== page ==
Researchers Investigating Whether Nature Offers Clues To Help Prevent Cancer Spread

Looking for new strategies to solve the ‘black box’ of cancer

One of the mysteries of science is that when a cow or a horse develops a cancerous tumor, it remains localized and doesn’t spread throughout the animal’s body.

Unfortunately, the same isn’t true for humans, and even a small number of cancer can metastasize quickly. For women who undergo breast-cancer surgery, for example, the chance of recurrence can be about 25 percent.

What if the healthy cells in the human body were better able to fight off the invaders, just as some animals do? That’s the idea that led to the creation of a UConn startup called Genesist.

Biomedical engineering professor Kshitiz Kz and Ph.D. candidate Ashkan Novin want to help fortify healthy cells near a tumor site so they will fight off any cancer cells that linger after surgery and prevent cancer from metastasis.

They’ve created an RNA-based drug, that would be applied as a gel to the tissue surrounding an excised tumor, to empower the surrounding cells. While their first target will be against breast cancer, they hope the technology can eventually be employed against ovarian, colorectal, melanoma and soft-tissue sarcoma cells.

“Unlike other cancer treatments, we’re focusing on the ‘good guys,’ the local, healthy cells,” Novin said. “For us researchers, cancer has been a ‘black box’ and we’re trying to learn different angles to solve it. One day there will be a cure, and I hope that we will play a part in that.”

“Now that we’ve discovered an evolutionary reason behind cancer metastasis, we can look to nature for help with the solution,” he said. “We’ve discovered which genes are responsible for preventing metastasis and we are introducing a new therapeutic to trap them.”

Company Is One of UConn’s Top Startups

The Genesist team has participated in a number of entrepreneurial advancement programs hosted by the School of Business’ Connecticut Center for Entrepreneurship & Innovation (CCEI), including Get Seeded, Traction, Accelerate UConn, and most recently Summer Fellowship. That program helps UConn-affiliated companies to grow and move closer to market readiness.

“The CCEI Summer Fellowship was the best program for startups,” Novin said. “It really helped us take our ideas to the next level. The CCEI team helped us create different pitch decks for different audiences, helped us know what our next step should be, and introduced us to a valuable network of advisors and entrepreneurial ecostystem and resources in Connecticut.”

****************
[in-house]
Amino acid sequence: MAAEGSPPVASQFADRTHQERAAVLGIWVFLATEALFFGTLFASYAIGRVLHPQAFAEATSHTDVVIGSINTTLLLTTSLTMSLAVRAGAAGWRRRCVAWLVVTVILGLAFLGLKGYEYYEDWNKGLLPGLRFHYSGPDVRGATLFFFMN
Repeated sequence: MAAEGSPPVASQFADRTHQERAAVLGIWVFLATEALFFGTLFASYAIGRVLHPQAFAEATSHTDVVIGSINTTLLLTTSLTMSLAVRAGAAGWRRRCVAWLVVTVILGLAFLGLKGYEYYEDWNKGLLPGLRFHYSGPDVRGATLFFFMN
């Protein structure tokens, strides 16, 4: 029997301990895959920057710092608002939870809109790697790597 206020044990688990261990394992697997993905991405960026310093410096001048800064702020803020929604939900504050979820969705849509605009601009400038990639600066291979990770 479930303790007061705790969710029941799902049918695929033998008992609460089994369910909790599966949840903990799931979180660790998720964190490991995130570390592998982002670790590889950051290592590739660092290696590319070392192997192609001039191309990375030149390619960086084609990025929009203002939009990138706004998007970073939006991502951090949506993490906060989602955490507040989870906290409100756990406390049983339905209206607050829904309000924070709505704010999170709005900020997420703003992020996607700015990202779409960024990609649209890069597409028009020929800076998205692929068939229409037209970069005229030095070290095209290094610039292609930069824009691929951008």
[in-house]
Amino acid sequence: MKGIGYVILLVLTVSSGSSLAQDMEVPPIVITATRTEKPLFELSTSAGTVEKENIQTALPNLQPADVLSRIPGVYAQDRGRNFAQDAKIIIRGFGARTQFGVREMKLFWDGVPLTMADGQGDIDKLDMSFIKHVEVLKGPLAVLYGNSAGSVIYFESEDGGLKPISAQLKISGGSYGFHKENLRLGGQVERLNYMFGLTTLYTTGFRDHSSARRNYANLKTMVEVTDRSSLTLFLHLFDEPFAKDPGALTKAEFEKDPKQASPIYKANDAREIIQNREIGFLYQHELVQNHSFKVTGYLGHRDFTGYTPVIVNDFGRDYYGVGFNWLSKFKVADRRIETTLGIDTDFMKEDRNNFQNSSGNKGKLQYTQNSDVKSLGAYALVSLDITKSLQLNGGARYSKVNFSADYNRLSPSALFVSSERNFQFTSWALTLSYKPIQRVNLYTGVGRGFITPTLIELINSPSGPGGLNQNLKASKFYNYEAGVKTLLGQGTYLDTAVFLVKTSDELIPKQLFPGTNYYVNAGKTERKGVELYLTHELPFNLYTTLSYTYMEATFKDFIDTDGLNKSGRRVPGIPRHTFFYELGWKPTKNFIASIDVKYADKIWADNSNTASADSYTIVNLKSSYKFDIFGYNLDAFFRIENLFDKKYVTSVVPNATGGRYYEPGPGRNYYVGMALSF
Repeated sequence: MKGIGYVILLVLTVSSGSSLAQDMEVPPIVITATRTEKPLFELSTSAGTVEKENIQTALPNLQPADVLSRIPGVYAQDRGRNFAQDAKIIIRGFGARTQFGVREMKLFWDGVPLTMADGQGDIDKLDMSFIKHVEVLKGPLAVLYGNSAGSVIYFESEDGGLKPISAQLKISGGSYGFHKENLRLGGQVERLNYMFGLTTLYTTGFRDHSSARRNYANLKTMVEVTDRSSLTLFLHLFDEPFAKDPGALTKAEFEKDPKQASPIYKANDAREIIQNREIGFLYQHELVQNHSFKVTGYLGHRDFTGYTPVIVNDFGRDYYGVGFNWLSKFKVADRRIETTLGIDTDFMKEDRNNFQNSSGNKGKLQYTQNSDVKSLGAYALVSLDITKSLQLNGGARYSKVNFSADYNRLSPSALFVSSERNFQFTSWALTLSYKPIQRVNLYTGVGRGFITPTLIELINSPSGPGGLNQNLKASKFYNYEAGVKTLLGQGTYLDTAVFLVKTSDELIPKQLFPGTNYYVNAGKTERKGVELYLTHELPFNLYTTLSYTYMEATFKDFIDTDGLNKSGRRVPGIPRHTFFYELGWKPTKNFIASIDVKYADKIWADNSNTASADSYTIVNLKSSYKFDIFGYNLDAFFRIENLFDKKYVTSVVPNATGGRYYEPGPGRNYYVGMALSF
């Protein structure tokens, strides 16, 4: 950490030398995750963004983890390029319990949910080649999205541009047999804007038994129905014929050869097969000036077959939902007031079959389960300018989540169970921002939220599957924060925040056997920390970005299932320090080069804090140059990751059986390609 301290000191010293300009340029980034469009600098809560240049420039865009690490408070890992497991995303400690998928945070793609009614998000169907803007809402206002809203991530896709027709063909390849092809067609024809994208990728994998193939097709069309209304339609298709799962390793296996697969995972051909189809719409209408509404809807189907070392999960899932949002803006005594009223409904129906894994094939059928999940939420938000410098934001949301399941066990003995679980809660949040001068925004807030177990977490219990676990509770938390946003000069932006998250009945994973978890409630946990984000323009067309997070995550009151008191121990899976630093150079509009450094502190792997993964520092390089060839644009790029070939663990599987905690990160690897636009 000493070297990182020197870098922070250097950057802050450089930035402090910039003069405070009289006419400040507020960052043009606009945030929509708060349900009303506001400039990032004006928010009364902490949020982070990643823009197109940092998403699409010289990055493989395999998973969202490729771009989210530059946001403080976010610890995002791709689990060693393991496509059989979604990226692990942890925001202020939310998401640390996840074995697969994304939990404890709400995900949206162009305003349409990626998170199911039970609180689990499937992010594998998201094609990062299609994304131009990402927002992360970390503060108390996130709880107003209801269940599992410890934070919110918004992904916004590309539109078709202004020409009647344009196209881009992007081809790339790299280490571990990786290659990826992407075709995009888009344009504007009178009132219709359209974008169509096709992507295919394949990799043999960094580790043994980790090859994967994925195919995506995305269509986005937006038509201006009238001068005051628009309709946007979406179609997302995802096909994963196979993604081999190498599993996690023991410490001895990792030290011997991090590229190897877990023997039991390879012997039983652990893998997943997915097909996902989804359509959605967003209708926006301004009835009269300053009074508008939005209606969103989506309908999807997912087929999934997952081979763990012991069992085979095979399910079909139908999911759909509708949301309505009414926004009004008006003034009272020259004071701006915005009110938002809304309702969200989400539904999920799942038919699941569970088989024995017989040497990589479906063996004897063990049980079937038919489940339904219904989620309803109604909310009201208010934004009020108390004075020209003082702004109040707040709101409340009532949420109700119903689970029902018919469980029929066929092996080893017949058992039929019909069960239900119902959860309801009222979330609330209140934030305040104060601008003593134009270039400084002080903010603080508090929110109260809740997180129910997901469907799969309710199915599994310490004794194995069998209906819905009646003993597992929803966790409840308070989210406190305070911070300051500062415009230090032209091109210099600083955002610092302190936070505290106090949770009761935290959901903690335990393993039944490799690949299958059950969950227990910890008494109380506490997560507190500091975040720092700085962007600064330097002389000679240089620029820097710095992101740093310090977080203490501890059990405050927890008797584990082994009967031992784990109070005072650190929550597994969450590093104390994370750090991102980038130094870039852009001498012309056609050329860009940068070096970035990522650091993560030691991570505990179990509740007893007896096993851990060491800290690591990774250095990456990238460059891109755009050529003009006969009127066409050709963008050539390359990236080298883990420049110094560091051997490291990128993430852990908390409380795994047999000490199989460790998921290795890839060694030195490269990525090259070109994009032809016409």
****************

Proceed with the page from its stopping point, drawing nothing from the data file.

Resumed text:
Genesist performed so well in the Summer Fellowship finale that the team was invited to the Wolff New Venture Competition in October. The competition, which awards $25,000 to the winner, is the pinnacle entrepreneurship challenge hosted by CCEI.

“I’m grateful for the way that UConn supports its students and faculty to advance their ideas and startups, and the tremendous resources that they’ve assembled to help us move forward,” Novin said.

Testing on Mice Looks Promising

Genesist is now using samples from human patients treated at UConn Health, Yale, and Hartford Healthcare to test its treatment success. That’s the final step before it can submit an application to the FDA. In preliminary studies on mice, the results are extremely encouraging, he said.

The cancer field is increasingly focused on the body’s immune system as a source of cancer treatment, and this CRISPR-based therapeutic can be another novel approach to fight against cancer, Novin said.

The cost of creating a medical treatment is extraordinarily expensive. The startup needs to raise $4.5 million before clinical trials begin, and another $3.5 million to conduct the first phase. But Novin noted that one in eight women will develop breast cancer in her lifetime and that a woman dies of breast cancer every 13 minutes across the world. The potential to change that statistic motivates the Genesist team every day, he said.

The 2022 Wolff New Venture Competition will be held on Oct. 3, from 5 to 7:30 p.m. on the Observation Deck at the Graduate Business Learning Center in Hartford. It will also be livestreamed at : This event is open to the public.

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